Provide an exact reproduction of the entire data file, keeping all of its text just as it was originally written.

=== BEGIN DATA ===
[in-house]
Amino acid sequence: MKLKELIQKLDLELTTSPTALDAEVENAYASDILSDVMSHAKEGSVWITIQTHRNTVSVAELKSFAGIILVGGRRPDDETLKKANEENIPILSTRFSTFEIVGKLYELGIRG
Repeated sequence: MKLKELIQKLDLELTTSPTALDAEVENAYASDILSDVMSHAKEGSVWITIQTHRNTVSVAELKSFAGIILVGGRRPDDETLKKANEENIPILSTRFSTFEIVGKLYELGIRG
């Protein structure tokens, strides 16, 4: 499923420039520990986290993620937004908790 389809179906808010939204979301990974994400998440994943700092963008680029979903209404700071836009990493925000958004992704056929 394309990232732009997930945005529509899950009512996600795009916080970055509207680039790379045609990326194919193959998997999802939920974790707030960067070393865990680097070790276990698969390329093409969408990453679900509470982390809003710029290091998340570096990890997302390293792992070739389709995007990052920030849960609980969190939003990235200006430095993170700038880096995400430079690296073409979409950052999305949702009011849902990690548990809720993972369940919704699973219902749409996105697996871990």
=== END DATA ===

[in-house]
Amino acid sequence: MKLKELIQKLDLELTTSPTALDAEVENAYASDILSDVMSHAKEGSVWITIQTHRNTVSVAELKSFAGIILVGGRRPDDETLKKANEENIPILSTRFSTFEIVGKLYELGIRG
Repeated sequence: MKLKELIQKLDLELTTSPTALDAEVENAYASDILSDVMSHAKEGSVWITIQTHRNTVSVAELKSFAGIILVGGRRPDDETLKKANEENIPILSTRFSTFEIVGKLYELGIRG
């Protein structure tokens, strides 16, 4: 499923420039520990986290993620937004908790 389809179906808010939204979301990974994400998440994943700092963008680029979903209404700071836009990493925000958004992704056929 394309990232732009997930945005529509899950009512996600795009916080970055509207680039790379045609990326194919193959998997999802939920974790707030960067070393865990680097070790276990698969390329093409969408990453679900509470982390809003710029290091998340570096990890997302390293792992070739389709995007990052920030849960609980969190939003990235200006430095993170700038880096995400430079690296073409979409950052999305949702009011849902990690548990809720993972369940919704699973219902749409996105697996871990």